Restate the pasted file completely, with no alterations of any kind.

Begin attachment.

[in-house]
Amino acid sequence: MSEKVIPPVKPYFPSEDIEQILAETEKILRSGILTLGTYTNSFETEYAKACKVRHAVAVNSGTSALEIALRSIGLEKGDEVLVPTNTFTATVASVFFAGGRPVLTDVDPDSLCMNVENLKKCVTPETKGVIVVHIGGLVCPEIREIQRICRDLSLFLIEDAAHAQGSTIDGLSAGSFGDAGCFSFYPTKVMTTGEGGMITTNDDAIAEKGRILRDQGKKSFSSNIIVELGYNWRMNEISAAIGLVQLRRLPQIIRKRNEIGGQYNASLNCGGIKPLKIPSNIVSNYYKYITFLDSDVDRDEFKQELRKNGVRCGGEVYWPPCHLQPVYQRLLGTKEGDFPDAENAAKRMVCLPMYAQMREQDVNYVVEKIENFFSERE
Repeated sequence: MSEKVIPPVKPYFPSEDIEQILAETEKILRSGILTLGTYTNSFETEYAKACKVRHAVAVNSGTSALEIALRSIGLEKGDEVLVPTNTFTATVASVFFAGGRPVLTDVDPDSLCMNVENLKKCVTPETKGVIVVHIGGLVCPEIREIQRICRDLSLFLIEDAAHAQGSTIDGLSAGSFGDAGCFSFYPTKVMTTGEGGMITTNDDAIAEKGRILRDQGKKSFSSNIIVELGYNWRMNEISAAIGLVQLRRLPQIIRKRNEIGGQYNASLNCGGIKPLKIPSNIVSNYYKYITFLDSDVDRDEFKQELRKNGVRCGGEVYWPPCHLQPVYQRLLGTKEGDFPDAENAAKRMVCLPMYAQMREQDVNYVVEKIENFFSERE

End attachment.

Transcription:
[in-house]
Amino acid sequence: MSEKVIPPVKPYFPSEDIEQILAETEKILRSGILTLGTYTNSFETEYAKACKVRHAVAVNSGTSALEIALRSIGLEKGDEVLVPTNTFTATVASVFFAGGRPVLTDVDPDSLCMNVENLKKCVTPETKGVIVVHIGGLVCPEIREIQRICRDLSLFLIEDAAHAQGSTIDGLSAGSFGDAGCFSFYPTKVMTTGEGGMITTNDDAIAEKGRILRDQGKKSFSSNIIVELGYNWRMNEISAAIGLVQLRRLPQIIRKRNEIGGQYNASLNCGGIKPLKIPSNIVSNYYKYITFLDSDVDRDEFKQELRKNGVRCGGEVYWPPCHLQPVYQRLLGTKEGDFPDAENAAKRMVCLPMYAQMREQDVNYVVEKIENFFSERE
Repeated sequence: MSEKVIPPVKPYFPSEDIEQILAETEKILRSGILTLGTYTNSFETEYAKACKVRHAVAVNSGTSALEIALRSIGLEKGDEVLVPTNTFTATVASVFFAGGRPVLTDVDPDSLCMNVENLKKCVTPETKGVIVVHIGGLVCPEIREIQRICRDLSLFLIEDAAHAQGSTIDGLSAGSFGDAGCFSFYPTKVMTTGEGGMITTNDDAIAEKGRILRDQGKKSFSSNIIVELGYNWRMNEISAAIGLVQLRRLPQIIRKRNEIGGQYNASLNCGGIKPLKIPSNIVSNYYKYITFLDSDVDRDEFKQELRKNGVRCGGEVYWPPCHLQPVYQRLLGTKEGDFPDAENAAKRMVCLPMYAQMREQDVNYVVEKIENFFSERE